- When federal bureaucrats plucked three smart young Inuit boys
from their families in the 1960s and sent them to high school in
the south, they probably had little idea that they would help transform
Peter Ittinuar, Zebedee Nungak and Eric Tagoona did just that, making
their mark in federal politics, gaining aboriginal rights and negotiating
landmark land claims treaties such as the James Bay agreement and
the creation of Nunavut.
education came with a steep price the loss of their language
and culture as they were steeped in white culture living with families
in Ottawa, resulting in alienation from their families and friends
were told down south that whites were superior to Inuit. Then they
also faced insults when they returned home and lacked the traditional
skills common in the community.
you're 13 years old and you go home and you're being ridiculed for
being a white man, it's difficult to deal with," Ittinuar said.
develop, either consciously or subconsciously, resentments and things
like that and you become angry even though you're trying to develop
yourself. I think some of that anger manifested itself in us going
down the wrong path once in a while."
story is documented in "The Experimental Eskimos," which
has won numerous film festival awards and which will have its world
television broadcast premiere Wednesday on the Aboriginal Peoples
Television Network (APTN).
said it was tough to revisit the more difficult times when making
the film "These are things you want to forget and you
don't want to remind people of them" but he said it
was cathartic in the end.
was a relief," he said.
if the government would pay us for being experimentees, that would
put a cap on it."
three men are involved in a lawsuit seeking damages and an apology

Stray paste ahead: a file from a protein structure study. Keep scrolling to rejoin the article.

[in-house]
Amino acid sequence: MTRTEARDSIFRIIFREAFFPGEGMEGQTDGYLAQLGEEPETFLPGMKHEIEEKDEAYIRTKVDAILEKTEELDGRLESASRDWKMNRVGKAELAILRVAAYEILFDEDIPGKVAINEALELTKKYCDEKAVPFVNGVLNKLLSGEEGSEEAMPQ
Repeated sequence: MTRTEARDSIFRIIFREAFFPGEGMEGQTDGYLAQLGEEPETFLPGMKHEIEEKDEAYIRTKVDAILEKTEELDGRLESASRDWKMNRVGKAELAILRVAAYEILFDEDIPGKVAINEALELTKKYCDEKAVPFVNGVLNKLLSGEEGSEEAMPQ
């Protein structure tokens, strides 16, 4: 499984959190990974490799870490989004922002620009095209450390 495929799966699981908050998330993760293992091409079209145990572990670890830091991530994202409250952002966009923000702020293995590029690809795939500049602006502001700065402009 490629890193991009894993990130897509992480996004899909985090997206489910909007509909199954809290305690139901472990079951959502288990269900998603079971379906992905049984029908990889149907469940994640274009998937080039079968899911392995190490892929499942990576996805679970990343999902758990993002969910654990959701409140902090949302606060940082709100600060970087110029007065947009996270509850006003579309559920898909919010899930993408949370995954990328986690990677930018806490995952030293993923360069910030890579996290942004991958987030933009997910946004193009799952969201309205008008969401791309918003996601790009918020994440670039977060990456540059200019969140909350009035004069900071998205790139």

but there has been no progress.
Nungak and Tagoona were the first children to take part in an experiment
that director Barry Greenwald says eventually included 50 Inuit
was an era in which the Inuit had only recently been given the right
to vote and had started moving into communities instead of living
off the land.
tuberculosis and starvation became issues for federal authorities,
so were northern development and education.
of a sudden, they had these residents of the Arctic wastelands whose
kids were growing up as little savages and they had to be turned
into English-speaking citizens of Canada," Ittinuar said.
plan was devised to groom the next generation of leaders by taking
bright youngsters and immersing them in the public schools
and culture of the south, cut off from their families.
says the government likely assumed it was grooming interpreters
or intermediaries that would smooth the way for them. He muses that
breeding activists was not part of the plan.
students) empowered themselves and became a thorn in the side of
the very government that brought them south," Greenwald said
of the initial trio.
was not the intention for these gentlemen to be leaders in any significant
was just to kind of do Ottawa's bidding."
the three men followed very different career paths.
who came from Rankin Inlet, became the first Inuit MP as a member
of the NDP and was later ostracized when he switched to the Liberals.
of Saputiligait, Que., became president of Makivik, the Inuit-owned
economic and political organization while Tagoona, of Baker Lake,
led the first Inuit political lobbying association.
the living in a kind of limbo between the cultures took its toll
on the men, and they grappled with a variety of personal problems
that took their lives off the rails for a time.
film, which grew from a meeting between Ittinuar and his friend
producer Peter Raymont, is a deeply human look at the three men
and their influence in changing the way Canada deals with the Inuit.
could have destroyed them yet it empowered them to achieve great
things for their people," Greenwald said of the social-engineering
who works as a land-claims negotiator for the Ontario government,
said he wasn't surprised he was taken away from his parents without
consent because that was the way things were done then.
was expected to live with the cultural consequences of the experiment
because the bureaucrats "thought on the balance of it, our
future as young white men looked far better than as an Eskimo hunter,"
he said with a chuckle.
notion of multiculturalism wasn't a factor back then.
consequences were quite different," he said with a laugh. "We
grew up and worked for the other side for a while."